Friday November 20 2020

A most saddening incident happened in Dar es Salaam on Wednesday when the wall of a daycare centre collapsed in mid-morning during class time. Three children aged between five and seven were killed on the spot, while six others were injured – some of them seriously.

The institution involved is the privately-owned Joy Unit Daycare Centre, which is located in the Bonyonkwa area of Ilala District in Dar es Salaam Region. Bonyonkwa is one of the areas in the sprawling city-cum-administrative region which are difficult to access for lack of passable roads.

In consequence thereof, Good Samaritans had to carry the injured children to an ambulance more than a kilometre away from the scene of the disaster because it could not be driven to the centre on account of poor or non-existent transport infrastructure.

Apparently, the ongoing heavy downpours played a positive and a negative role in this. Heavy rains that morning caused the collapse of a building that was being constructed on a hill to one side of the daycare centre – with the rubble going on to wreak havoc on the centre’s wall.

But then again – and perhaps as the Sisters of Fate would have it – heavy rain forced ten of the daycare centre’s 29 enrolled children to stay at home that fateful day. If nothing else, this saved them from possible death – or what could have been a fate worse than death, metaphorically speaking.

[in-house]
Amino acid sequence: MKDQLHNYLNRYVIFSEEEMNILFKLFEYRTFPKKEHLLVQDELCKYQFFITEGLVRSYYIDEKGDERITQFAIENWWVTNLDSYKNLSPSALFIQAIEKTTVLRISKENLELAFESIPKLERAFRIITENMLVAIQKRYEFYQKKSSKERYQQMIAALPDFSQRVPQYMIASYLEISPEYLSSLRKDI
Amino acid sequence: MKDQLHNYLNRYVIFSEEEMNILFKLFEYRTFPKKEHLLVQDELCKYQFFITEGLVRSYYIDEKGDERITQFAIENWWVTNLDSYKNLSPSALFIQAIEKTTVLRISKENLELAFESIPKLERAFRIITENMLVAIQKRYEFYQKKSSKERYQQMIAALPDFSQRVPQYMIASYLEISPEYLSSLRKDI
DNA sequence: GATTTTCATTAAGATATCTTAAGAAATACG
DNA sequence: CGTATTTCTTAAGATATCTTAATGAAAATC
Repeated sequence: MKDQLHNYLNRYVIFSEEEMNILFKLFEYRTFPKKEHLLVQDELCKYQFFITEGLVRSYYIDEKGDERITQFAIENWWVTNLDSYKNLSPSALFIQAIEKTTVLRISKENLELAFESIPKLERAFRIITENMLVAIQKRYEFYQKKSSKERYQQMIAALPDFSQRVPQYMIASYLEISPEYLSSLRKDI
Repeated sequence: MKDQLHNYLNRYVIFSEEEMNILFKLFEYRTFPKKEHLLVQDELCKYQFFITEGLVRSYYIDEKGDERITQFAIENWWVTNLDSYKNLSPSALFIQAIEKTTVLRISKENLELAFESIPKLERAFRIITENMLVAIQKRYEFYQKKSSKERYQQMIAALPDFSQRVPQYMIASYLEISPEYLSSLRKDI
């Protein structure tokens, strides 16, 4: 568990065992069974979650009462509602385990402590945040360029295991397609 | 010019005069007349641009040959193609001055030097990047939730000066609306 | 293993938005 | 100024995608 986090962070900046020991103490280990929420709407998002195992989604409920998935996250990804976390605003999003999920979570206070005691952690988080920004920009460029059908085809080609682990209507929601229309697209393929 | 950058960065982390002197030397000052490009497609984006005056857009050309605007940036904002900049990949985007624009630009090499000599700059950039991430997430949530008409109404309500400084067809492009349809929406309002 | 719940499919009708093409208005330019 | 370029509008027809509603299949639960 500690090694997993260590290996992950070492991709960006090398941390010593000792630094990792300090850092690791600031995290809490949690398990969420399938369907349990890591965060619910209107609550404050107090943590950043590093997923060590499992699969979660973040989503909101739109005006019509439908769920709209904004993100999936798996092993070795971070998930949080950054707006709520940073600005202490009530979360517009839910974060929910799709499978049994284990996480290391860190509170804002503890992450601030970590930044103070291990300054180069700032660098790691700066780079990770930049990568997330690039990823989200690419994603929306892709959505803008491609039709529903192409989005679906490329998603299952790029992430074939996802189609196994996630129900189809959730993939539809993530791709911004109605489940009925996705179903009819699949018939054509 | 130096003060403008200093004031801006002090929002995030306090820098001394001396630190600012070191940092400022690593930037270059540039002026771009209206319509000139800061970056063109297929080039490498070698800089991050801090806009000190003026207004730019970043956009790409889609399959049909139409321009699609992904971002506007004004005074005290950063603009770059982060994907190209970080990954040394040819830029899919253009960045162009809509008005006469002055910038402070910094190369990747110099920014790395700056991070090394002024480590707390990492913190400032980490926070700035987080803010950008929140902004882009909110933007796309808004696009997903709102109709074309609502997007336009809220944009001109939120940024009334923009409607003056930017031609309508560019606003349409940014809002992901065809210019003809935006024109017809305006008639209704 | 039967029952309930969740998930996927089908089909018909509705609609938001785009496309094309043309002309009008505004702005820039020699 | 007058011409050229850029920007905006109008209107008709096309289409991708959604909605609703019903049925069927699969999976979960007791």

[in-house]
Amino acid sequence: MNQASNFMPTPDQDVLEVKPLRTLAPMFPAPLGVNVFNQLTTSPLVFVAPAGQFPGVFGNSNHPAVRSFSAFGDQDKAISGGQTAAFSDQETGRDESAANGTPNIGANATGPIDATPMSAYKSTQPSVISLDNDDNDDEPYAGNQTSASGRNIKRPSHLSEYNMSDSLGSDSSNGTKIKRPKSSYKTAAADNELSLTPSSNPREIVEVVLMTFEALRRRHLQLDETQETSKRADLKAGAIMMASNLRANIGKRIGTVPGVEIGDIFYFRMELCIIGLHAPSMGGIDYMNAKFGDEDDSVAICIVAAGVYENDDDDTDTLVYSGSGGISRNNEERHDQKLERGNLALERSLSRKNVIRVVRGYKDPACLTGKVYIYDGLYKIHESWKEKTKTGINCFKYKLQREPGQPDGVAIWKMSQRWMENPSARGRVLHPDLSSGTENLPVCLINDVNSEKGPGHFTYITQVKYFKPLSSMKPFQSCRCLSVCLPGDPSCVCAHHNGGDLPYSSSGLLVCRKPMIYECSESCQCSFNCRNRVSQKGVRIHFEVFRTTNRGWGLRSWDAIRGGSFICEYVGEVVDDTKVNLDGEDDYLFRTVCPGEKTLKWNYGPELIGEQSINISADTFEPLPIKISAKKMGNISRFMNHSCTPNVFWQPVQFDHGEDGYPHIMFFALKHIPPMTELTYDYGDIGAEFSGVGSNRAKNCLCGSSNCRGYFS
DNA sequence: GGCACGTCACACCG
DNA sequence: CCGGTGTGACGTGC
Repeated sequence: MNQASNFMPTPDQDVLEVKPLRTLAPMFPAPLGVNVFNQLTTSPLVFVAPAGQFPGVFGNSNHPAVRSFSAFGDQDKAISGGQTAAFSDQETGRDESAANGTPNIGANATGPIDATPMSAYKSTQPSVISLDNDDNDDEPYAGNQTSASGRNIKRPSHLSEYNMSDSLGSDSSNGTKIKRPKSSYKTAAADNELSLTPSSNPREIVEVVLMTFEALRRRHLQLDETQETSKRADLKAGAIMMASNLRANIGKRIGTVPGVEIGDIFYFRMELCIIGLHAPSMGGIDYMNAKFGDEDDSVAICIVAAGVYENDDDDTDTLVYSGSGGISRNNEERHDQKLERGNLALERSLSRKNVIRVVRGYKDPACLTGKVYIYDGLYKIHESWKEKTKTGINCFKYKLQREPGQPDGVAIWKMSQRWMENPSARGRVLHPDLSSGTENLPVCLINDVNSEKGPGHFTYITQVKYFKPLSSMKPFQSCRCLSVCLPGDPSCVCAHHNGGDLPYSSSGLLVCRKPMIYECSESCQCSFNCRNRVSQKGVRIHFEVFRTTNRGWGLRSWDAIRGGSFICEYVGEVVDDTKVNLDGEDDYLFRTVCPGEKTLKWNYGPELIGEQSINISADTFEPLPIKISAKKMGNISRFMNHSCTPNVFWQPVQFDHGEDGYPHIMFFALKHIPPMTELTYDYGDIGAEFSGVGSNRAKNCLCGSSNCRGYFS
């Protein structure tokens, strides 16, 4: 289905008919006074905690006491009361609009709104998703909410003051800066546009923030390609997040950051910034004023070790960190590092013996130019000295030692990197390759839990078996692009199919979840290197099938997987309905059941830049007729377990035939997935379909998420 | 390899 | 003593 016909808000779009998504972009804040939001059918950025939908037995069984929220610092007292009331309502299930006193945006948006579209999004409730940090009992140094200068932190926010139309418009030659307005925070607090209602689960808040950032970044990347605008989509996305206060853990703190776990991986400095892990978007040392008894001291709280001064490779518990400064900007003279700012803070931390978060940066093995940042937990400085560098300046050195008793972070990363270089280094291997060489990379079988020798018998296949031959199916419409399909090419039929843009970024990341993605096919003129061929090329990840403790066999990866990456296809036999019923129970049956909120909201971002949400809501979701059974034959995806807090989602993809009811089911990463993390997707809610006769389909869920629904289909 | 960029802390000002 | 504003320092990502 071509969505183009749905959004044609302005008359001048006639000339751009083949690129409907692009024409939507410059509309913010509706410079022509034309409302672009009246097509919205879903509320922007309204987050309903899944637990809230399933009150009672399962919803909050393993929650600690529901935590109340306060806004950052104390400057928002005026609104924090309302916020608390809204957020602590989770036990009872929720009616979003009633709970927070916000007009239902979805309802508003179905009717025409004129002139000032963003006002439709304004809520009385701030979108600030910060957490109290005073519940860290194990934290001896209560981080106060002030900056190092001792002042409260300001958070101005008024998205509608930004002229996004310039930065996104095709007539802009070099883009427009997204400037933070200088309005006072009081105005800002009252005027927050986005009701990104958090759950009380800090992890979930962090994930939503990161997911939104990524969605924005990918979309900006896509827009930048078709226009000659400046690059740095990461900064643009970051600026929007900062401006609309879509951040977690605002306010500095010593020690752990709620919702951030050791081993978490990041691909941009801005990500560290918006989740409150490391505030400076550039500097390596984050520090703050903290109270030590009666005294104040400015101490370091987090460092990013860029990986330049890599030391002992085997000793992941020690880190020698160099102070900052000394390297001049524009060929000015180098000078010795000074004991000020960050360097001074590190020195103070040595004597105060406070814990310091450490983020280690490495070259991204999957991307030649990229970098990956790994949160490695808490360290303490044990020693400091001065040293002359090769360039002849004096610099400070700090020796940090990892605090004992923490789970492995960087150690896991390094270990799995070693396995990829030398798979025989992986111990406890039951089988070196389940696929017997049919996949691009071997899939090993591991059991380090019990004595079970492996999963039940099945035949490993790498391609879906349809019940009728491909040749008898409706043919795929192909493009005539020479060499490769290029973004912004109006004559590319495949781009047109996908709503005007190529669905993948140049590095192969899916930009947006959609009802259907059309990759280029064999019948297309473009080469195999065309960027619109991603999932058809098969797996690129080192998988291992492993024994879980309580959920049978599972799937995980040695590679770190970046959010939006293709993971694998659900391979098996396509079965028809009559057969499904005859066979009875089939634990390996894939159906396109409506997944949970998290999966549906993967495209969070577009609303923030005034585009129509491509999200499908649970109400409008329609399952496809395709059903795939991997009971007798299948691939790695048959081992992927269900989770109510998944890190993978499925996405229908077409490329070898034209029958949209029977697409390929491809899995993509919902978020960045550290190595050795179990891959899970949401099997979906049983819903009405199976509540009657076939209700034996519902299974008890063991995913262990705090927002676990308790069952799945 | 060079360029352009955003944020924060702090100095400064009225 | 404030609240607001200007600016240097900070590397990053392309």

Whatever was the case, though, the Joy Unit Centre tragedy is a wakeup call for the relevant authorities in particular, and us all in general, to revisit daycare facilities countrywide apace. This is to ensure that they are all safely located, registered, properly regulated and effectively controlled.


Anything short of that – and such disasters will continue to occur – God forbid!


The agreement signed earlier in the week by the Energy and Water Regulatory Authority (Ewura) and Land Transport Regulatory Authority (Latra) that is aimed at curbing deadly accidents involving fuel tankers is a step in the right direction. It is notable that the development came in the wake of last year’s fuel tanker disaster in Morogoro in which nearly 100 people were killed, making it one of the deadliest such accidents in Africa.

The memorandum of understanding signed on Monday, among other things, seeks to identify key areas of jurisdiction and responsibility of the relevant regulatory bodies, as well as shared responsibilities. Another key aspect is training of crews manning fuel tankers.

While all this is well and good, Ewura and Latra also need to devote more time and resources to public education and sensitization. The massive death tolls in the Morogoro disaster and a similar incident that occurred in Mbeya Region in 2002, in which 40 people were killed, were largely down to one factor – ignorance.

Whenever a fuel tanker is involved in an accident, people, instead of keeping a safe distance, tend to rush to the scene to collect free fuel, oblivious to the grave danger they expose themselves to. The consequences, needless to say, are often catastrophic.

People are dying needlessly at scenes of accidents involving fuel tankers for the simple reason that they don’t have the right information as far as their safety is concerned.